“He was a great player, and being part of that whole Laker experience, he and Shaquille O’Neal were for me a wonderful combination from a basketball fan’s point of view,” said Bishop Brennan.
Although no longer a bishop of the Archdiocese of Los Angeles, Bishop Brennan joined his brother bishops before the Blessed Sacrament Tuesday morning. "I didn’t sneak in, I was invited!” clarified Bishop Brennan.
From the little he’s been able to follow of the accident’s aftermath, Bishop Brennan said he was especially affected by a video of remarks by Laker legend and Kobe mentor Jerry West, comparing the loss to that of a son.
“Seeing one of my childhood heroes being moved by a later player, that moved me more than anything these last few days,” said Bishop Brennan.
The Fresno bishop said the tragedy has made him reflect on how “everything’s connected to the Eucharist, to the presence of Christ and making him known.
“The Word becomes flesh in us. And the Word was flesh in this young man named Kobe and his beautiful daughter,” the bishop told Angelus News. “So we just continue to pray in thanksgiving for his life, and pray especially for Vanessa, his wife, and the mother of this child.”
Bryant credited his faith for saving his marriage after his wife had initially filed for divorce in 2011 and for helping him move past the events surrounding his 2003 arrest for alleged rape. Bryant admitted a sexual encounter with the female accuser, but denied that he had committed sexual assault.
Bishop Freyer described Bryant’s quiet devotion as “a reminder to all of us that as Pope Francis has said, the Church is not a Church of saints but a Church of sinners that are trying to be saints.”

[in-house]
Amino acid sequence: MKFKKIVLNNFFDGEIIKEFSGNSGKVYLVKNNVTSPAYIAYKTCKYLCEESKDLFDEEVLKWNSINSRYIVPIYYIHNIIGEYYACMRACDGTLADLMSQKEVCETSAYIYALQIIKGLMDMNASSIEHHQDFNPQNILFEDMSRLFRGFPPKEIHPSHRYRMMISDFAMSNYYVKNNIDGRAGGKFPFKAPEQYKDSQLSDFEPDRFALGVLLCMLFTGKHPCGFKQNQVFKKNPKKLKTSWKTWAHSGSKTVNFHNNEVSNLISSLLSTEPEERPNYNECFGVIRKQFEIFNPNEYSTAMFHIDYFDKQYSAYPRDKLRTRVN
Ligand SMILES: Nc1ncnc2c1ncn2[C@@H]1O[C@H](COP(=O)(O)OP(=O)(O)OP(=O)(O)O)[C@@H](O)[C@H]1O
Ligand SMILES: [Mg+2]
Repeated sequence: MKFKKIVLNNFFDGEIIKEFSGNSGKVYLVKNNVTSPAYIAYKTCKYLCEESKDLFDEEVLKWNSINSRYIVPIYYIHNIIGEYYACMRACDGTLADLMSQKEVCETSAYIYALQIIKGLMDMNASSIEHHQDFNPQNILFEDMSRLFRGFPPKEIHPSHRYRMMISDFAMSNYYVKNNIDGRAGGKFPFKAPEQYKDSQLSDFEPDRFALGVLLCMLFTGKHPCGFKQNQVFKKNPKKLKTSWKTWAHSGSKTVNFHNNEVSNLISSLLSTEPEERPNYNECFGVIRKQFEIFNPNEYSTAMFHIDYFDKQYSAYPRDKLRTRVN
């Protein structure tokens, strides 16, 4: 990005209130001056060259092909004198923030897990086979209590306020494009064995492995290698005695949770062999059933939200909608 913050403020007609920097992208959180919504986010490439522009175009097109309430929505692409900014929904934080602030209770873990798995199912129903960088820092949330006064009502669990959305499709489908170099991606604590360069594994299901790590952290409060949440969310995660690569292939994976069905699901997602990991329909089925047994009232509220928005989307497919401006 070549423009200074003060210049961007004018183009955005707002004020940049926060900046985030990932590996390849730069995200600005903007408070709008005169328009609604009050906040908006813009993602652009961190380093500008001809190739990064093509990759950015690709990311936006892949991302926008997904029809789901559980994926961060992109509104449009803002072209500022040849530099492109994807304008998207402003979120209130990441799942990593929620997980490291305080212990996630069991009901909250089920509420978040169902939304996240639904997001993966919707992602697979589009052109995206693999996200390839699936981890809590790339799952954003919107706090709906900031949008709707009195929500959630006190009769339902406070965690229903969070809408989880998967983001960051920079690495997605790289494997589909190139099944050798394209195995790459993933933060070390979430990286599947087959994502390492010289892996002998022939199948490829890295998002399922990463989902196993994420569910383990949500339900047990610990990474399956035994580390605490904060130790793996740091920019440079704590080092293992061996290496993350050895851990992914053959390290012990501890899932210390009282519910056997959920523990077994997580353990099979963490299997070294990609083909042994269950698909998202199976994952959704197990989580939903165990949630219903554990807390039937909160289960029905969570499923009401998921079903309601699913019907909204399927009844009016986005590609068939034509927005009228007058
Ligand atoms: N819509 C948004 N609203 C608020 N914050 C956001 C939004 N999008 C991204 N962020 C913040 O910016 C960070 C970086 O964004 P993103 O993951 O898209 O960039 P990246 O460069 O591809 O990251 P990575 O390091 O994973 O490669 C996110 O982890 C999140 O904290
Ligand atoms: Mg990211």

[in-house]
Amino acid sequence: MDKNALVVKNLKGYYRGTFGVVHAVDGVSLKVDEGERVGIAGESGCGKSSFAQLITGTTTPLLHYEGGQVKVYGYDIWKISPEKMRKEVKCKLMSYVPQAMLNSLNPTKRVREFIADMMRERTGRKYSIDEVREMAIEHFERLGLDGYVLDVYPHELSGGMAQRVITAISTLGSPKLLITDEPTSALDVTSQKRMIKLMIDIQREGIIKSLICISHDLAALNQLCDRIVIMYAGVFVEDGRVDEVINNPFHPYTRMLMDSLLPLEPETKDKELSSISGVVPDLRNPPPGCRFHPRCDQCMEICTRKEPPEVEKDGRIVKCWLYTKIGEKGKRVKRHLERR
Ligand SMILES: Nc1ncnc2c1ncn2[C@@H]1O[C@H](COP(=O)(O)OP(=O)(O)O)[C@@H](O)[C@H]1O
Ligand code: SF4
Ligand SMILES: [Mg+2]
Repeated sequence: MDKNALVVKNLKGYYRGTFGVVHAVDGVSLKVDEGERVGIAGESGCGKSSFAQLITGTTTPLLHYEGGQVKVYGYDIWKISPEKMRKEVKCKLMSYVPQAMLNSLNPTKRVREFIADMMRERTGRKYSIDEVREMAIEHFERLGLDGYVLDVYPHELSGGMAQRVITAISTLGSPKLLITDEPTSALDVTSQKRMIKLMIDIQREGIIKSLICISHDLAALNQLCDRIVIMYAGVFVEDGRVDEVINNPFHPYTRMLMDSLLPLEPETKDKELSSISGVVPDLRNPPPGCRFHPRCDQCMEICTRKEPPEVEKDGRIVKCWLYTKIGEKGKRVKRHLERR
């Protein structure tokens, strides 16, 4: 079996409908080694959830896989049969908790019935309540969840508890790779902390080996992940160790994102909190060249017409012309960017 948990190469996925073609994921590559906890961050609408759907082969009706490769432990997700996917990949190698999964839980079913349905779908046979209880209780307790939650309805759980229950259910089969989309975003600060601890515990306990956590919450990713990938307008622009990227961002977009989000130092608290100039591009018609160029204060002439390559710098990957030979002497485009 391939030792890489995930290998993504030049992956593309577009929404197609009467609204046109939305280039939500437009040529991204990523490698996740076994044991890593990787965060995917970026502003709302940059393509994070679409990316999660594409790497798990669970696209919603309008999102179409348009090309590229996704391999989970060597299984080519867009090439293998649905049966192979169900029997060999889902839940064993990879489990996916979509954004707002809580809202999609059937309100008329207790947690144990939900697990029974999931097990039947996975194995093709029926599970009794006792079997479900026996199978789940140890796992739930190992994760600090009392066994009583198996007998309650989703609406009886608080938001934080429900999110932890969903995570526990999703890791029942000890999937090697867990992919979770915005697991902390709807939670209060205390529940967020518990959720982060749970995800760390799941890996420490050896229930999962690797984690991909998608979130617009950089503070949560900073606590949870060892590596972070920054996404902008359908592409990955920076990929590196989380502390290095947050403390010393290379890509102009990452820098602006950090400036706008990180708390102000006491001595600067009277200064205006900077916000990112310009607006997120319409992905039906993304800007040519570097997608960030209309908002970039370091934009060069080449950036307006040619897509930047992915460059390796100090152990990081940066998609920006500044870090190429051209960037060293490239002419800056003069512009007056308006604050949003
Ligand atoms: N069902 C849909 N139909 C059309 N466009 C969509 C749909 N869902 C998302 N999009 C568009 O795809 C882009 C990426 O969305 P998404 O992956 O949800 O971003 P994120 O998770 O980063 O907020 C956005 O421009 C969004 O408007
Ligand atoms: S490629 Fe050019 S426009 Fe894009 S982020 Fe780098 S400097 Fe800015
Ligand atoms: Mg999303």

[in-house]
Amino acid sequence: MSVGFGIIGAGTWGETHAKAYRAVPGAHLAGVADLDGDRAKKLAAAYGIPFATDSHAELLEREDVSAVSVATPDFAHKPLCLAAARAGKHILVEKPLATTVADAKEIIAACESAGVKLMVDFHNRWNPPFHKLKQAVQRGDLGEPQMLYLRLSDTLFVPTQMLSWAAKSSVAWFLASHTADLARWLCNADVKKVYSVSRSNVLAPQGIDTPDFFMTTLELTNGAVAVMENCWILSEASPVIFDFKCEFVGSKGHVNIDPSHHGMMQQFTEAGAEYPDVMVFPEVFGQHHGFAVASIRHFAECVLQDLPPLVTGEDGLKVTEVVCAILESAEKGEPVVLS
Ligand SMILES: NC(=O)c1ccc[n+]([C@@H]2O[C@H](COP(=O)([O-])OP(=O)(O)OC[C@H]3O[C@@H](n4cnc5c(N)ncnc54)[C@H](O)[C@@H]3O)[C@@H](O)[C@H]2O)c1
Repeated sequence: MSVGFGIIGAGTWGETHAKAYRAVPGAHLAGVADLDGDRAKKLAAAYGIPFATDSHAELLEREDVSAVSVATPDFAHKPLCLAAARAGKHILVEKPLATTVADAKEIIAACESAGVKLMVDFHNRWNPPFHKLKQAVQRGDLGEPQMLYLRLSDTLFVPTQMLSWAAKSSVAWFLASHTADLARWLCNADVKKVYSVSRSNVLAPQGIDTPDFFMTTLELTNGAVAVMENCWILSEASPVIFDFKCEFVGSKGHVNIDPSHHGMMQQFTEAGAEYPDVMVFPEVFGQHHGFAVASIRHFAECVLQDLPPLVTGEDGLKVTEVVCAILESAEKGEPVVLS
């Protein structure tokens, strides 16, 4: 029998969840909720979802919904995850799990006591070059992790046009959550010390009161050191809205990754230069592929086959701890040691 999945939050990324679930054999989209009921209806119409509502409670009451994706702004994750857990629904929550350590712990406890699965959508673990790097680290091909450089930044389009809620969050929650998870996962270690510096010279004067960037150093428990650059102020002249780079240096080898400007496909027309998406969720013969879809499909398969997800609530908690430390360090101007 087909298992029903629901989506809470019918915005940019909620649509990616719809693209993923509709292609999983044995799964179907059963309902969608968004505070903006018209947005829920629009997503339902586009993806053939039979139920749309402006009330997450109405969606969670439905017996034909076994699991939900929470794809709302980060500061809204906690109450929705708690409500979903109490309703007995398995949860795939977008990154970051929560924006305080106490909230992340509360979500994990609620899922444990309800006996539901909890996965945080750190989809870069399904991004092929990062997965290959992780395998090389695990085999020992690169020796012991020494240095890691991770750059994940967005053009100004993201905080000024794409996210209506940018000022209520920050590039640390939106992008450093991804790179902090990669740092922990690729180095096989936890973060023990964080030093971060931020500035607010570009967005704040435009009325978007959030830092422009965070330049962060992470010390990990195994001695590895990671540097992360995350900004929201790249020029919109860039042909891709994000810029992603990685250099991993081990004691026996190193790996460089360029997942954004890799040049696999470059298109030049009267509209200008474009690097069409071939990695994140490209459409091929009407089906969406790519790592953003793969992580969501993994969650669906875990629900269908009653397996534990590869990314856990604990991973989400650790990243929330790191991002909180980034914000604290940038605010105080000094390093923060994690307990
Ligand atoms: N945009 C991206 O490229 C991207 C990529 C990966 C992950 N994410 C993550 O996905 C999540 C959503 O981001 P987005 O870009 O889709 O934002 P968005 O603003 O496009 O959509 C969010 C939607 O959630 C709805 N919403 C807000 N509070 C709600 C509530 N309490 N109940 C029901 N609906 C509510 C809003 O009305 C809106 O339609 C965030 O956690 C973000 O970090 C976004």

“He describes the Church as a field hospital for those in need,” said Bishop Freyer, who met Pope Francis in an audience Monday with the rest of the “ad limina” group. “By God’s grace, when Kobe was having his difficulties and challenges, he’d turn back to the Church even more so, and was able to get strength and comfort and grace through advice from some of our [Diocese of Orange] priests, and receiving the sacraments.”
Bishop Freyer believes Bryant deserves credit for having the same extreme determination he showed on the basketball court in “giving everything he could to save his marriage.”
“The practice of the faith wasn’t just to save the marriage,” said Bishop Freyer. “I think it was also a way for him to draw closer to Christ, and hopefully anybody in any state, whether it’s in a state of grace, whether it’s in a state of problems, discouragement, family troubles, sin, that they too would follow his example and turn to the Church and throw themselves at the feet of Christ.”
Editor's note: An earlier version of this story reported that Kobe Bryant attended 7 a.m. Mass at Our Lady Queen of the Angels in Newport Beach the morning of his death. This article has since been corrected to reflect updated information that Bryant stopped by the church to pray before 7 a.m. Mass at the parish on Sunday, Jan. 26, but did not stay for the Mass.